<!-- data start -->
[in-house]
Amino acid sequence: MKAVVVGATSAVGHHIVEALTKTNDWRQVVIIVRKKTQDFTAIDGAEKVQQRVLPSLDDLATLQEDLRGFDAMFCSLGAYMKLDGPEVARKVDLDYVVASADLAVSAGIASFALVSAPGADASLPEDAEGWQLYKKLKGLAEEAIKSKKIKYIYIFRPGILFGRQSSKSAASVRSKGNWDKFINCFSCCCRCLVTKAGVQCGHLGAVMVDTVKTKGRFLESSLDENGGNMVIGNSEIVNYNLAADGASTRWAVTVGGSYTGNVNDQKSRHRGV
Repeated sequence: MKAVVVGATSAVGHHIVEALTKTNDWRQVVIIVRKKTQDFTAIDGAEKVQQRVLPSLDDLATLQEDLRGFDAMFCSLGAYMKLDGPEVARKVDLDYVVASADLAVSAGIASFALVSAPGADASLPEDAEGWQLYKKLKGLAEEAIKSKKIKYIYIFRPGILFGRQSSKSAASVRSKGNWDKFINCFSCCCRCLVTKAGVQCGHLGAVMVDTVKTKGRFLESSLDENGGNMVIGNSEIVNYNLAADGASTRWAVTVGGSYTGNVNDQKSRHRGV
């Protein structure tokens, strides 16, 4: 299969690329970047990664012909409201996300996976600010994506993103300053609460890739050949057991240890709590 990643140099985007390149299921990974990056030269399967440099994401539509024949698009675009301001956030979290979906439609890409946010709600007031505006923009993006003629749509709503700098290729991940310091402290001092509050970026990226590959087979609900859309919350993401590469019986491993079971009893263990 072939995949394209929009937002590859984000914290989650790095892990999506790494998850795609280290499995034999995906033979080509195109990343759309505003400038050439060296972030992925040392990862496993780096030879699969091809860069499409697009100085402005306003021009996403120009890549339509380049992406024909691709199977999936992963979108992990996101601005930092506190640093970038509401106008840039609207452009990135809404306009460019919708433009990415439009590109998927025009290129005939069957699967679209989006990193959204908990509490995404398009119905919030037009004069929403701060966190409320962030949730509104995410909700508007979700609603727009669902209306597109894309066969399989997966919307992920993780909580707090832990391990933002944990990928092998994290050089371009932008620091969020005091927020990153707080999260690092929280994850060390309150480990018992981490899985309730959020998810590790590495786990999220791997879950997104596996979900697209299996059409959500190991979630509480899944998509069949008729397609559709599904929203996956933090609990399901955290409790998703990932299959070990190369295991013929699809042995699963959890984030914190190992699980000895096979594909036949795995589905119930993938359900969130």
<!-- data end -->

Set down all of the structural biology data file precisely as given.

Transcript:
[in-house]
Amino acid sequence: MKAVVVGATSAVGHHIVEALTKTNDWRQVVIIVRKKTQDFTAIDGAEKVQQRVLPSLDDLATLQEDLRGFDAMFCSLGAYMKLDGPEVARKVDLDYVVASADLAVSAGIASFALVSAPGADASLPEDAEGWQLYKKLKGLAEEAIKSKKIKYIYIFRPGILFGRQSSKSAASVRSKGNWDKFINCFSCCCRCLVTKAGVQCGHLGAVMVDTVKTKGRFLESSLDENGGNMVIGNSEIVNYNLAADGASTRWAVTVGGSYTGNVNDQKSRHRGV
Repeated sequence: MKAVVVGATSAVGHHIVEALTKTNDWRQVVIIVRKKTQDFTAIDGAEKVQQRVLPSLDDLATLQEDLRGFDAMFCSLGAYMKLDGPEVARKVDLDYVVASADLAVSAGIASFALVSAPGADASLPEDAEGWQLYKKLKGLAEEAIKSKKIKYIYIFRPGILFGRQSSKSAASVRSKGNWDKFINCFSCCCRCLVTKAGVQCGHLGAVMVDTVKTKGRFLESSLDENGGNMVIGNSEIVNYNLAADGASTRWAVTVGGSYTGNVNDQKSRHRGV
């Protein structure tokens, strides 16, 4: 299969690329970047990664012909409201996300996976600010994506993103300053609460890739050949057991240890709590 990643140099985007390149299921990974990056030269399967440099994401539509024949698009675009301001956030979290979906439609890409946010709600007031505006923009993006003629749509709503700098290729991940310091402290001092509050970026990226590959087979609900859309919350993401590469019986491993079971009893263990 072939995949394209929009937002590859984000914290989650790095892990999506790494998850795609280290499995034999995906033979080509195109990343759309505003400038050439060296972030992925040392990862496993780096030879699969091809860069499409697009100085402005306003021009996403120009890549339509380049992406024909691709199977999936992963979108992990996101601005930092506190640093970038509401106008840039609207452009990135809404306009460019919708433009990415439009590109998927025009290129005939069957699967679209989006990193959204908990509490995404398009119905919030037009004069929403701060966190409320962030949730509104995410909700508007979700609603727009669902209306597109894309066969399989997966919307992920993780909580707090832990391990933002944990990928092998994290050089371009932008620091969020005091927020990153707080999260690092929280994850060390309150480990018992981490899985309730959020998810590790590495786990999220791997879950997104596996979900697209299996059409959500190991979630509480899944998509069949008729397609559709599904929203996956933090609990399901955290409790998703990932299959070990190369295991013929699809042995699963959890984030914190190992699980000895096979594909036949795995589905119930993938359900969130």